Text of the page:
Breaking the Text Barrier

Breaking Writers Block: Part 2

Writing quickly and writing slowly tap into totally different parts of your brain. If you are usually an ordered and methodical writer, you may find it incredibly useful and productive to cut loose. 

Different Approaches to Writing Really Fast 

Fast mode, for me, is when the ideas are coming faster than my mental ability to express them properly and I desperately scramble to get words on paper or pixels on screen before losing them completely. Coherence, continuity and common sense are the first things to go out with the window as I struggle to come up with strategies to keep getting some value from the technique. There is value there, even though it may not be apparent at first. With practice, you can learn to control the flow.

My top speed is probably about 700 words an hour. I can imagine someone writing semi-coherently at two or three thousand words and hour. I know people who can type 100 words a minute, but anyone who can think that fast is a freak of nature.  Beyond that, we should introduce you to Professor X and watch for the movie about you. 

Wrting this fast isn't stream of consciousness because, if you're doing it right, you leave real consciousness behind. Jet-stream of consciousness, maybe - coming apart like a cloud in the wind. Never pausing long enough for ideas to actually gel, but hopefully enough to stretch the mental muscles you need to write well; and sometimes, plant seeds that you can nurture into something worthwhile.

Automatic Writing

They say automatic writing is a conduit to the soul. Don't think, just write; consciousness be damned! Let your subconscious take over. 

‘Waking-from-a-dream’ style automatic writing sometimes comes with fully formed sentences, occasionally it's even polished and poetic, although it will more likely manifest as an undecipherable mess; words vomited onto the page. Lots and lots of meaningless text like a newspaper in a foreign language; lots and lots of repetition, because it's hard coming up with new words when you're trying not to, you know, think. Is my soul really that damned repetitive? Is my id a skipping record, a single gestetner page growing blurrier and more faded as I try to reach the bottom of the page? Is it all a secret metaphor for life?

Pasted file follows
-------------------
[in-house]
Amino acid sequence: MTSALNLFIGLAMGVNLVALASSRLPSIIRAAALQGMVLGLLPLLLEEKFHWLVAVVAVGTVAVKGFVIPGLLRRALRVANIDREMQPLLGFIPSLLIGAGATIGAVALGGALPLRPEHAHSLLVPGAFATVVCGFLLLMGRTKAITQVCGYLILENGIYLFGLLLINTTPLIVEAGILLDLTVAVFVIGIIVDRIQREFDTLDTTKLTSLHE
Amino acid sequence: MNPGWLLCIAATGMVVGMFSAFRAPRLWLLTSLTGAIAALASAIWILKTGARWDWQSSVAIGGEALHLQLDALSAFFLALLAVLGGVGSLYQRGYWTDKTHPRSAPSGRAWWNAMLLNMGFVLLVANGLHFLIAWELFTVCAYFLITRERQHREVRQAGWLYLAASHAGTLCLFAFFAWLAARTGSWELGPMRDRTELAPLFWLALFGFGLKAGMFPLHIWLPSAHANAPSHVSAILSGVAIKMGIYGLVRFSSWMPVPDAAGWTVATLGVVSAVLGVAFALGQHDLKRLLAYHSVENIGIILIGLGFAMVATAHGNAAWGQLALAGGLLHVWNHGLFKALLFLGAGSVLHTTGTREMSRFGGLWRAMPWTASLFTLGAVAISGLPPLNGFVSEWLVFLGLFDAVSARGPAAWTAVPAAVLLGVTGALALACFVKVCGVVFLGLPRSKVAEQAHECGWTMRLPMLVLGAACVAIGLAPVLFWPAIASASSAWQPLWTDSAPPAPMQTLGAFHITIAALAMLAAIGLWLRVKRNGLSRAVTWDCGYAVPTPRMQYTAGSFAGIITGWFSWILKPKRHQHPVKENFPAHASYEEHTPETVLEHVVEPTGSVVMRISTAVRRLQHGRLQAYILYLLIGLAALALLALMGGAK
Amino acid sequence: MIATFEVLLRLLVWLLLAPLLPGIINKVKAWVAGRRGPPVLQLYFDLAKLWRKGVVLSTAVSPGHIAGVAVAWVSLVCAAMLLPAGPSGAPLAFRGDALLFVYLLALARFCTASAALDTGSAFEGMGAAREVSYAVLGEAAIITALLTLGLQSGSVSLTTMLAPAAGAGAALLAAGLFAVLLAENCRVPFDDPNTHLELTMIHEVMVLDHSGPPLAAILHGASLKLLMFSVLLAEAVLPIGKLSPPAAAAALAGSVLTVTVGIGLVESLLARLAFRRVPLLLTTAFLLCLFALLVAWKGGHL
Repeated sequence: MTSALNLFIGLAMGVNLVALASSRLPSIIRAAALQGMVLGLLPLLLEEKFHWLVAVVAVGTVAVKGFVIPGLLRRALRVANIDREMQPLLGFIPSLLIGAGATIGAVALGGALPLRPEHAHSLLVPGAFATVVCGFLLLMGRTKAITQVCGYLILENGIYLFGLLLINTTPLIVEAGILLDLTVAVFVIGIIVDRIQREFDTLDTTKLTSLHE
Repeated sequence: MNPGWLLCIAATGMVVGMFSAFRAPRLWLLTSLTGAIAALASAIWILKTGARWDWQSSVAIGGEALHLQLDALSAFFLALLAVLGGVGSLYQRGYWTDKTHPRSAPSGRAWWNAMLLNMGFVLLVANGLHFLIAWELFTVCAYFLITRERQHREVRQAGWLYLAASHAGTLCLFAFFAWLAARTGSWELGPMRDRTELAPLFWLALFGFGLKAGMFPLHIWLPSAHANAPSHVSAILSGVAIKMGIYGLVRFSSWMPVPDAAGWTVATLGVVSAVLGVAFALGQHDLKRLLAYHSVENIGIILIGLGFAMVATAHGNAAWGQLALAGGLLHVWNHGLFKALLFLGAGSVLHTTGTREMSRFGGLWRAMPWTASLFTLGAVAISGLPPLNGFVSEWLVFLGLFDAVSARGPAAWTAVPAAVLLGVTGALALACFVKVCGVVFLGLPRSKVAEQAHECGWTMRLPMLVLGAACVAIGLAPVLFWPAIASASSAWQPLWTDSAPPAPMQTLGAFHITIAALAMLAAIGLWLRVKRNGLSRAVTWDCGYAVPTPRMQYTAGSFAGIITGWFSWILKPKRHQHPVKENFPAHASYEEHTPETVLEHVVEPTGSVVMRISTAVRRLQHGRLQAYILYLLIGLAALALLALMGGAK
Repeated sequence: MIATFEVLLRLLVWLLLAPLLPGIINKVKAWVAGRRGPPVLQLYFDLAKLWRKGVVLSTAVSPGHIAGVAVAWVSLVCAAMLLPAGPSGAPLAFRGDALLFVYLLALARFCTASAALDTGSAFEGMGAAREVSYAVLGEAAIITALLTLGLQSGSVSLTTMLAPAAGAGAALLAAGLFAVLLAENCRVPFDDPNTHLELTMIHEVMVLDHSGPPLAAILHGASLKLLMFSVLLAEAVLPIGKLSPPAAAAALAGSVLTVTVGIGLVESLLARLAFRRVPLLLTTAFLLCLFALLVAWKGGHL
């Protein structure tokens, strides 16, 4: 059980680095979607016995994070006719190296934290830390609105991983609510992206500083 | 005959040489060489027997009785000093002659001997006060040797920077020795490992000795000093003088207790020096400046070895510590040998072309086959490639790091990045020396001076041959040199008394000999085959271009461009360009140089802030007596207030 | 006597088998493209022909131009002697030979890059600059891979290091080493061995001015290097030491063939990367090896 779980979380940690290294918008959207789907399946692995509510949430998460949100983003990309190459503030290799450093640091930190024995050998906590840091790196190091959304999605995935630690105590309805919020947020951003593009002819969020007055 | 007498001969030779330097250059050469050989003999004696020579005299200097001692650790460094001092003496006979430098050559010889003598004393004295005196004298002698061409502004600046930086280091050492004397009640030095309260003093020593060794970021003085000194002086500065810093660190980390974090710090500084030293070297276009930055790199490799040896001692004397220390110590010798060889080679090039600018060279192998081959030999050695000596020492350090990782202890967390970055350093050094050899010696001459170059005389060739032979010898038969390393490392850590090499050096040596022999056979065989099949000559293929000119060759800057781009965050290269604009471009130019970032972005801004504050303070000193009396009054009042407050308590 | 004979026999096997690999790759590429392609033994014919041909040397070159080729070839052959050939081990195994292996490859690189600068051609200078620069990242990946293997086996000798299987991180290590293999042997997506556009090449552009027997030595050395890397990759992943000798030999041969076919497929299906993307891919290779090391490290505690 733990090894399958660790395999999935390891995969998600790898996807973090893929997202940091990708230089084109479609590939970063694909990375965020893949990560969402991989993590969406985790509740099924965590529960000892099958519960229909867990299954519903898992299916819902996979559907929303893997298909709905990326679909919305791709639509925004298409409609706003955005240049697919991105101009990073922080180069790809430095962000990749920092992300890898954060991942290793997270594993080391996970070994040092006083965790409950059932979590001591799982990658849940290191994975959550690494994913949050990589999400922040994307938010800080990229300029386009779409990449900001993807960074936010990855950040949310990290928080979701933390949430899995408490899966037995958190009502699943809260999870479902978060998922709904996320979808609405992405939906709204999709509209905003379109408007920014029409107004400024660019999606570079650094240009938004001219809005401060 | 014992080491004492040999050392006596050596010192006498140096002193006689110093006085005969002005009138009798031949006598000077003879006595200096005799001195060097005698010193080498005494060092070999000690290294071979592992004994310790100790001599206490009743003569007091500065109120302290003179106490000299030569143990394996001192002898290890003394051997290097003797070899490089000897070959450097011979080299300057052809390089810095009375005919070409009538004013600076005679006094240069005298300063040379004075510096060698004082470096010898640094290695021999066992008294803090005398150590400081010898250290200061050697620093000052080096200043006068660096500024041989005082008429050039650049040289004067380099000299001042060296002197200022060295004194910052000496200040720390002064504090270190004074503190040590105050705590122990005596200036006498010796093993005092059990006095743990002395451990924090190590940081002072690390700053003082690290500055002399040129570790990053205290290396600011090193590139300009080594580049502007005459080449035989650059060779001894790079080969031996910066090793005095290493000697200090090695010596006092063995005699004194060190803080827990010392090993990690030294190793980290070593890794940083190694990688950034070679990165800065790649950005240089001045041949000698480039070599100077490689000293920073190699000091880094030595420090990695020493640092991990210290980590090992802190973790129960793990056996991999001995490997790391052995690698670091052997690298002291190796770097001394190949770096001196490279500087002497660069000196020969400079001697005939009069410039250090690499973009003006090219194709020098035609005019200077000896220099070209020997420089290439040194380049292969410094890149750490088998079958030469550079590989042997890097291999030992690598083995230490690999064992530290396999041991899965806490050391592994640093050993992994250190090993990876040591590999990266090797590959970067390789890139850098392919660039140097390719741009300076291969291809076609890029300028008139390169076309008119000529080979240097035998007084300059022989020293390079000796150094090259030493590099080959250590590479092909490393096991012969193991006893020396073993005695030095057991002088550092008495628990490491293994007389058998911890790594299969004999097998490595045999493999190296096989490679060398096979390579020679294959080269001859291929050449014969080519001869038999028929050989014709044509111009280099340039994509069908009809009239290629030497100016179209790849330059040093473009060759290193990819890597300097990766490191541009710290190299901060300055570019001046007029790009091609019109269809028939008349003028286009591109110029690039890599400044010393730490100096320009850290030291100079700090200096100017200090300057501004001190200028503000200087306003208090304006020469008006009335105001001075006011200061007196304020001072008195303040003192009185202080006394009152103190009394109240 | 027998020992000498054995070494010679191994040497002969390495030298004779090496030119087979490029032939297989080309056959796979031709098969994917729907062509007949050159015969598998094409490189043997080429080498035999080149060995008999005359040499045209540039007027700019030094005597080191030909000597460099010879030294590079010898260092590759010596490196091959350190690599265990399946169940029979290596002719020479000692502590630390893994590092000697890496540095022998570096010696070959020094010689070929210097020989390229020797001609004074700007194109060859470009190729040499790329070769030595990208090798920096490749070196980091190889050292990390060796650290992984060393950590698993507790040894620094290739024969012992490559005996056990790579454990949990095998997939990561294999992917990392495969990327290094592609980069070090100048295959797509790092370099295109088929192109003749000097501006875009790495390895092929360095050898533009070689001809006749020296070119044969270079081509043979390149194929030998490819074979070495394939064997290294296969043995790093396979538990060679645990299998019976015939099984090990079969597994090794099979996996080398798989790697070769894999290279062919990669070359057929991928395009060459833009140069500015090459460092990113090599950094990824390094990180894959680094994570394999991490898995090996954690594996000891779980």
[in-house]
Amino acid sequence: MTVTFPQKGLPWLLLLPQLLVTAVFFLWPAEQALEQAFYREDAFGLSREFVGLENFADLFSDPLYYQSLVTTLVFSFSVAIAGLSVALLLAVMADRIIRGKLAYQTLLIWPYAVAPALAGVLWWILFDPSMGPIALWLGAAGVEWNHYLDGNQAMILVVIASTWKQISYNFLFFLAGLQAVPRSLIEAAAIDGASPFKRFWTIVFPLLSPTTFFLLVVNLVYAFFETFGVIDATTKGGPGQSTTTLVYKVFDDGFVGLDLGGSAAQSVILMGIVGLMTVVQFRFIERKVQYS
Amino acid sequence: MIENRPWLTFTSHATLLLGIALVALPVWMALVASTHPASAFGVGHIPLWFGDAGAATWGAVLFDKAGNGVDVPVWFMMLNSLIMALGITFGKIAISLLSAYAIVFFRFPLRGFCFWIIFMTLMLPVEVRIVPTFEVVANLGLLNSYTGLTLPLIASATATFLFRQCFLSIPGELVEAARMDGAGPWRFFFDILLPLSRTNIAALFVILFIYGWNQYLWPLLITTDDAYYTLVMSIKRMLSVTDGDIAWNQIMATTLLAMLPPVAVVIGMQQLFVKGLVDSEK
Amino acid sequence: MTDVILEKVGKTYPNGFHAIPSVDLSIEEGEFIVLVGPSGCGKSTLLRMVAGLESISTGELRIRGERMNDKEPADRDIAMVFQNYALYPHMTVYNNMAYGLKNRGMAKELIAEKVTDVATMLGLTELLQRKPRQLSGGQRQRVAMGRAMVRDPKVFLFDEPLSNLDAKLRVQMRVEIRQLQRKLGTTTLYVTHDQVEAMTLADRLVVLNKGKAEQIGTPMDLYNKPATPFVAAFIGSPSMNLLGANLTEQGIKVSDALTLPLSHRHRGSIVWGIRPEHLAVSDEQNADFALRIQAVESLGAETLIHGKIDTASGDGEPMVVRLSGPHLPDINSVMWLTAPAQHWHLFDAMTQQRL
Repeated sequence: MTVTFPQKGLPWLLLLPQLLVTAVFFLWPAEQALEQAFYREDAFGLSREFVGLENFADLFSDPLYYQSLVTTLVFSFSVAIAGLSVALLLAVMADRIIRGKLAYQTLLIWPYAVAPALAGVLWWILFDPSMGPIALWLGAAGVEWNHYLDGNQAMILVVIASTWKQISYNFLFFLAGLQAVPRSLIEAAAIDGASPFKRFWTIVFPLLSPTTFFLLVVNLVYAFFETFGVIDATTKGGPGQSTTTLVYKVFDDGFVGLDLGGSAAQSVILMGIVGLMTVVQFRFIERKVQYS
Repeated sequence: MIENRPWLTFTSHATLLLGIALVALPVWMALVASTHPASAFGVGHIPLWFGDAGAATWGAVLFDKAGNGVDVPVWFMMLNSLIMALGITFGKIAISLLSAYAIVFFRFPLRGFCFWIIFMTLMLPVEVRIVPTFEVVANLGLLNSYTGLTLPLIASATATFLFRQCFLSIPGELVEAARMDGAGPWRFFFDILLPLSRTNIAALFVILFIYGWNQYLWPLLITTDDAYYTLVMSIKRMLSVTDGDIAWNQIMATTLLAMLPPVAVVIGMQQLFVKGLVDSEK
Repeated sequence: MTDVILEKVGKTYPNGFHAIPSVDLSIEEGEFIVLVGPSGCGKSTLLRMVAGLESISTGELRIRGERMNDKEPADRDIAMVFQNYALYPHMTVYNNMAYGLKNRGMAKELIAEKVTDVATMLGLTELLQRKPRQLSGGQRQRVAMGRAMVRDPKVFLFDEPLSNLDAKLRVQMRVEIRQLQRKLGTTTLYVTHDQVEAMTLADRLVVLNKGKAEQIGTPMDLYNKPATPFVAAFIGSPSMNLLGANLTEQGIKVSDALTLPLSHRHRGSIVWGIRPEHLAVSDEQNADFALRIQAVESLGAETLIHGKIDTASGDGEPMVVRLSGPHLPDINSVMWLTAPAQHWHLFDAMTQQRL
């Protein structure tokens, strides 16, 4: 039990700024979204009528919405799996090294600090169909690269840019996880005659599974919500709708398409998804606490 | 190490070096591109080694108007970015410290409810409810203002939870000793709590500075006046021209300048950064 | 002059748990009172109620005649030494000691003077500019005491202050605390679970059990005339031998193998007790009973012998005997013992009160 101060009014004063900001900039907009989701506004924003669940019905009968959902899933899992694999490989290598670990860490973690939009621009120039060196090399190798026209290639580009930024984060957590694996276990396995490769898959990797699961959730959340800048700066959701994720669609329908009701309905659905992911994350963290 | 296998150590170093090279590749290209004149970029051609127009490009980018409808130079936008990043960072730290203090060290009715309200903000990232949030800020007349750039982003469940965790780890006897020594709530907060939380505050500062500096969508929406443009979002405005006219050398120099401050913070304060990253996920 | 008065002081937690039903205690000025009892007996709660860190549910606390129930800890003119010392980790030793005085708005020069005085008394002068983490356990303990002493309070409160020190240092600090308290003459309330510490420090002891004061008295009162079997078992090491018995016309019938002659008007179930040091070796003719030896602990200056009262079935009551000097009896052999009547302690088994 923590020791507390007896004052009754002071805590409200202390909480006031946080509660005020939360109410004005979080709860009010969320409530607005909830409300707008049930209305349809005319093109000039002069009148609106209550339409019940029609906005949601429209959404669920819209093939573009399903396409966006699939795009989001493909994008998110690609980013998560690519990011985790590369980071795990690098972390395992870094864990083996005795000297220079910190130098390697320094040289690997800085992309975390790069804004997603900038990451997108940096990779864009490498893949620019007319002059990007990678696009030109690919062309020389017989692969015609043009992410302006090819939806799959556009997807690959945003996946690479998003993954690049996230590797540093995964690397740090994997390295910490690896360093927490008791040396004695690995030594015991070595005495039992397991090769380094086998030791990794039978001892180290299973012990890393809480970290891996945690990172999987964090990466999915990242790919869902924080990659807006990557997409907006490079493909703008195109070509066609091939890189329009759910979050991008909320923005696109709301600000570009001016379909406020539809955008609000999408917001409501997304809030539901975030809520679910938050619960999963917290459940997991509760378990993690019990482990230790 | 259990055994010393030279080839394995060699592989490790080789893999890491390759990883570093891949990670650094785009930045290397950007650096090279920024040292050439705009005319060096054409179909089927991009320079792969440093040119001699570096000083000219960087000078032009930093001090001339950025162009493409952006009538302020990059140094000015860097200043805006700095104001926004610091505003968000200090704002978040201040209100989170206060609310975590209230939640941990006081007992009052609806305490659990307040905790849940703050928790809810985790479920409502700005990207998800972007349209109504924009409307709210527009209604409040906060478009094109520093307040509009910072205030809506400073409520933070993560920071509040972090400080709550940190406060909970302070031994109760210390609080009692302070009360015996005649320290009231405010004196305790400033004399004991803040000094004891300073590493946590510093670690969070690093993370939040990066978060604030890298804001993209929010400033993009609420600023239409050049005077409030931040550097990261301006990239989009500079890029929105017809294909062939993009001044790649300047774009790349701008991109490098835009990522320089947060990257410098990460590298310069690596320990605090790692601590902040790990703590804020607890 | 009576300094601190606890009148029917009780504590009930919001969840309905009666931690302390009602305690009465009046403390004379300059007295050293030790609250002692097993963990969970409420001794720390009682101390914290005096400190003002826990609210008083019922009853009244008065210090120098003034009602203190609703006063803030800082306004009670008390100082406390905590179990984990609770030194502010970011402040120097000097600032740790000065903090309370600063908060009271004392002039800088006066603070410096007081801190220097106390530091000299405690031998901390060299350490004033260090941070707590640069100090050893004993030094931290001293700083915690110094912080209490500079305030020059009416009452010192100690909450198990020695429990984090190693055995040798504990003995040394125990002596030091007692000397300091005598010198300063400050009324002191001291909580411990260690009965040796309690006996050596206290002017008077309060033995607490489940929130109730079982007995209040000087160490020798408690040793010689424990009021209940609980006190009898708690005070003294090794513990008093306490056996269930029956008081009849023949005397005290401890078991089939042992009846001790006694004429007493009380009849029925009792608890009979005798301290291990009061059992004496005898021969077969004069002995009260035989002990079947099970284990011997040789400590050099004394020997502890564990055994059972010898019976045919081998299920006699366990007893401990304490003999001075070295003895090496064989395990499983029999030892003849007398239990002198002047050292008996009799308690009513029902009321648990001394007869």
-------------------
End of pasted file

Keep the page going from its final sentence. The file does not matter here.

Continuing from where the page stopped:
You should experiment. Try slowing down a tad, just enough to give yourself time to think. On the other hand, you may find thinking counterproductive. As soon as your critical mind is engaged, you start trying to edit yourself. Back up, fix this, clarify what you meant by that, and before you know it you're back down to your usual writing speed with the usual roadblocks. The trick is to keep your critical mind in the off position. Keep the words flowing using any means that comes natural to you; wordplay, word association, random rhyme and alliteration, list-making, transcribing daydreams. Avoid thinking, just write the first things that come into your head. Annnnnnd...okay. Sometimes it works. Sometimes it doesn't. 

Go Into It with a Rough Game Plan 

Personally, I need to start with something. Come up with a plan, a dynamic outline, so I can write with a particular goal in mind, but remain fluid enough to turn on a dime. 

Very fast writing is almost always more fun than laboured, purposeful, self-conscious writing. But whether or not you end up with anything usable is an open question. Going totally free-form frequently plays out as mere running off at the mouth with nothing in particular to say, pages of words, as disposable as last week’s grocery list.

But it can also be a great way to limber up your mind, free it from worldly distractions and get the flow going, especially when you're battling with mental constipation. It's usually a mistake to think that something you wrote in fast mode is perfect as it stands, but sometimes it does produce material worth keeping; a few nuggets and diamonds in the rough. Sometimes the little bits o’ brilliance that come out of the approach can be the inspiration for poems, stories or even a novel! Most often, it just keeps you in the habit of writing at times when you just don't feel like it. And that is the real exercise here - learning to think differently...because you know what they say about doing the same thing over and over and expecting a different result. Break the mold

Get the scoop on my new novel, The Human Template at


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